WASHINGTON, D.C. – Tuesday, the U.S. House of Representatives passed Republican Rep. Chris Stewart’s bill which reforms the Environmental Protection Agency’s scientific advisory process. The EPA Science Advisory Board Reform Act makes changes to the EPA’s Science Advisory Board, or SAB, to enhance public participation, improve the process for selecting expert advisors, expand transparency requirements and limit non-scientific policy advice.
“Through the EPA, the Obama Administration is aggressively pursuing costly regulations that impact nearly every sector of the American economy,” Stewart said. “These rules should be based on sound scientific assertions and conclusions. It’s critical that we have a balanced panel of experts operating in an open and transparent way. This bill improves that process in key areas.”
Established by Congress in 1978, the SAB plays an important role in reviewing the scientific foundation of EPA regulatory decisions, while also broadly advising the Agency on science and technology-related matters.
“Ensuring that the Science Advisory Board is balanced and transparent will help instill more confidence in the EPA’s decision making process,” Stewart said.
Criticisms of the current advisory process include:
- Many panel members publicly state strong policy preferences where they should only be providing impartial scientific reviews.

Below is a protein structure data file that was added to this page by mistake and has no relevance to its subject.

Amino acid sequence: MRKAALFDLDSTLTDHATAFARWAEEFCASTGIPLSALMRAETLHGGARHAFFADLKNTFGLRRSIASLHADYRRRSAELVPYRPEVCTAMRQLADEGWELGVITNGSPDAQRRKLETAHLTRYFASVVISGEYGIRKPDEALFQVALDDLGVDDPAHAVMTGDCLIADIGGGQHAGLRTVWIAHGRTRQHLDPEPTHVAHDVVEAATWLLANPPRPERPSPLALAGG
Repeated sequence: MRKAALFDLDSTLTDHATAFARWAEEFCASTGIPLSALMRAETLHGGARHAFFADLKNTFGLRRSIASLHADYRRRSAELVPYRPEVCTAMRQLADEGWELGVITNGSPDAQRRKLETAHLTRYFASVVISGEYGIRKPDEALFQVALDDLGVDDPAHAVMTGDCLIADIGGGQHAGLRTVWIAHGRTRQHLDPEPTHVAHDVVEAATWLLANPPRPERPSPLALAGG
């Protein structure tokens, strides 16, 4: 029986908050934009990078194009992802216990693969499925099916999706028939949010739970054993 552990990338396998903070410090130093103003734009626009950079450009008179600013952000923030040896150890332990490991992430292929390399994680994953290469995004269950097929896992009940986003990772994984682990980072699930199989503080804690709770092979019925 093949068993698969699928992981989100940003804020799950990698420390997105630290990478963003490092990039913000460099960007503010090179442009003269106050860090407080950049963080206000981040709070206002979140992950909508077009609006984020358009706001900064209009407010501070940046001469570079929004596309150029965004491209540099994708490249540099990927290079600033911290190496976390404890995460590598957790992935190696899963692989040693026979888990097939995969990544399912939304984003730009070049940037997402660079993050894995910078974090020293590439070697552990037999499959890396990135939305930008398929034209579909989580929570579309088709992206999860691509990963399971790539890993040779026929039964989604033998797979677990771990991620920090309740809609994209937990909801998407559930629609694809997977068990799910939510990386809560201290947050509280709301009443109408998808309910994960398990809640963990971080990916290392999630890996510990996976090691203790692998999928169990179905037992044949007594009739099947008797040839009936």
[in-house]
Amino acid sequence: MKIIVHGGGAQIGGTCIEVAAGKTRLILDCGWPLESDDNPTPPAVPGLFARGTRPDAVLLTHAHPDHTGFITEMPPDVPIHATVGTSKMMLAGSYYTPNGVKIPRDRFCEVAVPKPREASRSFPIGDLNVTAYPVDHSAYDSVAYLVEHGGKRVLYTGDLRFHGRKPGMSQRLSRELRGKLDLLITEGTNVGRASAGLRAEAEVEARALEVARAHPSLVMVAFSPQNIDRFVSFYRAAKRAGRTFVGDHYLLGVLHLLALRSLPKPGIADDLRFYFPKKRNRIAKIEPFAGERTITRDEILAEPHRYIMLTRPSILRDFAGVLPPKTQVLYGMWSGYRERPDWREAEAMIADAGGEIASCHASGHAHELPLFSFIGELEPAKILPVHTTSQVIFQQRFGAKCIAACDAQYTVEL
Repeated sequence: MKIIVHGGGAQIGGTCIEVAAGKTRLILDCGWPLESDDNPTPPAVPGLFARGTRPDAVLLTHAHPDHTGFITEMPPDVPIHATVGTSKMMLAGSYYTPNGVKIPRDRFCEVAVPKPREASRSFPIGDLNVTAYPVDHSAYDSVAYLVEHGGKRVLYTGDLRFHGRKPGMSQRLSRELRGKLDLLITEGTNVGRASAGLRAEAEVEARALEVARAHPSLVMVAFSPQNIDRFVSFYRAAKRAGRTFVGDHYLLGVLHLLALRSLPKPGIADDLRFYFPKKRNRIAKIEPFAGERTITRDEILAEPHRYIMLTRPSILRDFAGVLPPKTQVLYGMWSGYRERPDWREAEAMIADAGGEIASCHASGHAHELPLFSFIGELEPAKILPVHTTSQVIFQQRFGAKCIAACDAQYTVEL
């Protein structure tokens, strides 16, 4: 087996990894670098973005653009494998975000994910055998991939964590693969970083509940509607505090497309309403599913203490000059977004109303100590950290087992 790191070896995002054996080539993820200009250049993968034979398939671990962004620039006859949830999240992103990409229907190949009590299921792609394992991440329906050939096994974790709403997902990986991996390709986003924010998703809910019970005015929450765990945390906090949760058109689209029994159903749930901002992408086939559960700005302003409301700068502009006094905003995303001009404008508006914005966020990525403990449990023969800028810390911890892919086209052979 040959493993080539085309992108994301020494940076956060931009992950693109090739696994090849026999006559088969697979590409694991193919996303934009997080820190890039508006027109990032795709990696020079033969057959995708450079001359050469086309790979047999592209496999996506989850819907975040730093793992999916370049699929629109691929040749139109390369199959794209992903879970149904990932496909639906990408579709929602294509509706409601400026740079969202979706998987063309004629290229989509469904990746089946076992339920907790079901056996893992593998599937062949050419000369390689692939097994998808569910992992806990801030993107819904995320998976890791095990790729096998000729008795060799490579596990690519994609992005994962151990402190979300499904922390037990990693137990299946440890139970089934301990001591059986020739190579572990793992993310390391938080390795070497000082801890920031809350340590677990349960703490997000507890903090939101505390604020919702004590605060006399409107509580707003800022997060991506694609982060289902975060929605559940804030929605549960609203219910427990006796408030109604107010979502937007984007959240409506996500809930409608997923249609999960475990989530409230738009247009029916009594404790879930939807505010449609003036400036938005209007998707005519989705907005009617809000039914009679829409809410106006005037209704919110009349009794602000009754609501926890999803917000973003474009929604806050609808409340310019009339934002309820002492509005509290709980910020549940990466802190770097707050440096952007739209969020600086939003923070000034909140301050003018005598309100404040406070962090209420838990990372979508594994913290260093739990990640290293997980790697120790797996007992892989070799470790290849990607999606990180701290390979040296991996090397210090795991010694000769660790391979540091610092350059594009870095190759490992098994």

- According to the Congressional Research Service, almost 60 percent of the members of EPA’s standing scientific advisory panels directly received National Center for Environmental Research grants from the Agency. These advisors served as investigators for grants representing hundreds of millions of taxpayer dollars. This has resulted in many panel members reviewing their own work.
- Public participation is limited during most SAB meetings, and virtually no ability exists for interested parties to comment on the scope of SAB reviews.
- Private sector industry expertise on panels is typically minimal, and in some cases is entirely excluded, despite existing statutory requirements that membership “be fairly balanced in terms of the points of view represented.”
To address these shortcomings, H.R. 1422:
- Strengthens public participation and public comment opportunities.
- Improves the make-up of SAB and its sub-panels by reinforcing peer review requirements regarding balance and independence. The bill also reduces potential conflicts of interest by requiring enhanced disclosure of members’ financial relationships relevant to board activities.
- Requires opportunities for dissenting panelists to make their views known.
- Requires communication of uncertainties in scientific findings and conclusions.
- Limits non-scientific policy advice and recommendations, while requiring explicit disclosure of such advice when SAB feels compelled to provide it.
The U.S. Chamber of Commerce, American Chemistry Council, American Farm Bureau Federation, National Association of Manufacturers, and more than 20 other outside groups have also voiced support for H.R. 1422.
Original co-sponsors of the EPA Science Advisory Board Act include: Reps. Lamar Smith, R-Texas, Ralph Hall, R-Texas, Dana Rohrabacher, R-California; Andy Harris, R-Maryland; and Dan Benishek, R-Michigan.
Additional co-sponsors of the Act include: Reps. Steve Daines, R-Montana, Rob Bishop, R-Utah, Louie Gohmert, R-Texas, Joe Barton, R-Texas, Tom Price, R-Georgia, Steve Stockman, R-Texas, Lynn Westmoreland, R-Georgia, Michele Bachmann, R-Minnesota, John Kline, R-Minnesota, Cynthia Lummis, R-Wyoming, Trent Franks, R-Arizona, Kevin Cramer, R-North Dakota, David Schweikert, R-Arizona, Paul Broun, R-Georgia, Don Young, R-Arkansas, Vicky Hartzler, R-Missouri.
See the full text of the bill here: EPA Science Advisory Board Reform Act
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